This could be one of the few instances when banks are hipper than their customers.
Mobile technology has taken hold in everything from media to food service to dating. Yet while banks almost universally offer mobile services, such as smartphone apps or mobile-friendly websites, their customers have been slow to use them.
According to the newest American Banker/SourceMedia Research white paper, 84% of banks polled during September offered some form of mobile banking, a number that is expected to climb to 93% by the end of 2015. But at the banks with the best uptake, only about a third of customers downloaded their apps.
That roughly jibes with a Federal Reserve survey released in March, which found that just 33% of mobile phone owners had used mobile banking in the past 12 months. For smartphone owners, the proportion was higher at 51%.
"Unless the mobile app has been designed in a way that makes it significantly easier to use, people will tend to fall back on habit" when banking, said Teresa Epperson, managing director of AlixPartners.
As potential disruptors like Apple Pay loom, banks must weigh decisions like how much to invest in mobile; what features to offer; how to gauge return on investment; whether to charge for services; and how much if so.
Nearly 300 executives participated in American Banker's benchmark study, entitled Moving Targets, Hidden Metrics: The State of Mobile."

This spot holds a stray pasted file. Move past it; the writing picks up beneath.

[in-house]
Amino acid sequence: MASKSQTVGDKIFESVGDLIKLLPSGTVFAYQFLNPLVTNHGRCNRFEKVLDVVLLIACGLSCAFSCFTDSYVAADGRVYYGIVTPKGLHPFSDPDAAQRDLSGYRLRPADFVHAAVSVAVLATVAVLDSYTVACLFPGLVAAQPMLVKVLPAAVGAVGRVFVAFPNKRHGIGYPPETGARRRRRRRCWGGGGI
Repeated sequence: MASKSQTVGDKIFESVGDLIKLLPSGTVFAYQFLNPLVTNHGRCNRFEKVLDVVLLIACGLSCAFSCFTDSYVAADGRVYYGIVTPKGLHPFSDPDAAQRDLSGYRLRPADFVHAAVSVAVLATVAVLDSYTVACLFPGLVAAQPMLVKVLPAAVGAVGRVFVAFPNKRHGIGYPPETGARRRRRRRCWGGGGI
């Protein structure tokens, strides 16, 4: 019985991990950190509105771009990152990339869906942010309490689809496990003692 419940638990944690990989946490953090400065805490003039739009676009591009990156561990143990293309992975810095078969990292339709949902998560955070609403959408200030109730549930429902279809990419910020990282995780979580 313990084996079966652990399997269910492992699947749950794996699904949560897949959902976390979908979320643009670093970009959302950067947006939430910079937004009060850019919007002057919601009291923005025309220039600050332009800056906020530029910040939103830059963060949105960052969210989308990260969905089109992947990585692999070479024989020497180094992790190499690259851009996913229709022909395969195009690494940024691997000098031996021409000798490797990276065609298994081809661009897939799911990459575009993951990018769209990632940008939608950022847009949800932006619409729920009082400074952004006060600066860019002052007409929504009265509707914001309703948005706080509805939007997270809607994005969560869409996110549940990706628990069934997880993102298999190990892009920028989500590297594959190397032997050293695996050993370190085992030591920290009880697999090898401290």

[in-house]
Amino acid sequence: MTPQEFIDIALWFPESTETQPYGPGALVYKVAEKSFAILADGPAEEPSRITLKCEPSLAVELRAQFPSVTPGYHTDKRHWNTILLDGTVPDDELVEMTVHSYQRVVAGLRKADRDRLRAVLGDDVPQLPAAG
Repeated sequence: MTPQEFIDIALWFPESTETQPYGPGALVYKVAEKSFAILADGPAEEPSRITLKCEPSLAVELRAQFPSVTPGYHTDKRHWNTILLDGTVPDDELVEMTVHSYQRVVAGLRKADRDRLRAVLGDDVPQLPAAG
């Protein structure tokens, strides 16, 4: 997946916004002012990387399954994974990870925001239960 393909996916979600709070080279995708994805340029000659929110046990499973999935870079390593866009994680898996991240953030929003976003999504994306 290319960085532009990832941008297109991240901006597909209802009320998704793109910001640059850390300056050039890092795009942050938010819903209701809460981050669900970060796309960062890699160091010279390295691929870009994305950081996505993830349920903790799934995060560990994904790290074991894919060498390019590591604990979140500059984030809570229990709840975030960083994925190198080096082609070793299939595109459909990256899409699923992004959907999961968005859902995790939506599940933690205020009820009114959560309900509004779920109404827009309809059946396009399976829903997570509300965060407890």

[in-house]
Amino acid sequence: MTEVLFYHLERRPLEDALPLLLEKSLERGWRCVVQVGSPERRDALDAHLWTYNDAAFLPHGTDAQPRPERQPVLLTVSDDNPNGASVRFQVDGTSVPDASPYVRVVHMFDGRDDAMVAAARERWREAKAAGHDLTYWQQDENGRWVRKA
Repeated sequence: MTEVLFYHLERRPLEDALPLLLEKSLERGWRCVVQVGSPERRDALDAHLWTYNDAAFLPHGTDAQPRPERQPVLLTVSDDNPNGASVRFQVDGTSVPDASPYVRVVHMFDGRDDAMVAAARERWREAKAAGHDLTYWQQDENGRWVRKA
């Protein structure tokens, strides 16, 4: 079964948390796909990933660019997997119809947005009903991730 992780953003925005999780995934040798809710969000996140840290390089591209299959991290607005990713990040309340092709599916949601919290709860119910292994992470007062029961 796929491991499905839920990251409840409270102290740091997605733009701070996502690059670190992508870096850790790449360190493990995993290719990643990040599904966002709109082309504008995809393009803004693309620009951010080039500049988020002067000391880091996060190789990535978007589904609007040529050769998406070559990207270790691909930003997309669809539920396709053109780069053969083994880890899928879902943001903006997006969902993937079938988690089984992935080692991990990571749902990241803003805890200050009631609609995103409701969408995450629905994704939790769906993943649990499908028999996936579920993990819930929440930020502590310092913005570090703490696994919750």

Further complicating the mobile picture: A third of banks surveyed simply didn't know if their customers had downloaded apps, possibly because their outside vendors do not provide that information.
"Every bank's mobile platform is going to be a little different," Epperson said. Apps developed in-house typically allow more consumer data collection, while third party apps might not allow for it. Knowing usage rates depends on where that data resides, and how easily banks can access it.
The survey found that banks have significantly expanded in mobile payments, with more than 80% saying they offer essential functions, such as the ability to pay regular bills through their mobile apps. A previous SourceMedia survey conducted two years ago found that only 20% of banks even offered even rudimentary ATM location via phone, much less mobile bill pay. About 50% of banks with apps said they either already provide or plan to soon add features like peer-to-peer payments or adding new billers directly into a smartphone.
Further on the horizon, lending may be the next area of expansion for mobile banking. Only 13% of respondents with mobile apps said their apps allow for loan applications, but that number will soon be near half, at 40%. (Another American Banker/SourceMedia Research report published this year found that about a third of executives viewed mobile as a plausible channel for credit card applications.)
Most banks surveyed intend to increase their mobile investment in the coming year, with close to 40% of respondents saying additional spending would pay for new features, remote deposit capture through smartphone cameras being one target of investment. Security also ranks highly among priorities, as 54% of respondents said they plan to spend on mobile security improvements.
There exists a split among bankers over how else to measure the success of these often sizable mobile investments. Of those polled, 90% said that customer loyalty was very important to their mobile strategy, while only about half identified revenue from merchants and customers as key to their mobile offerings. Of those responding, 86% said they do not currently charge for mobile services, and 65% said they didnt anticipate doing so in the future.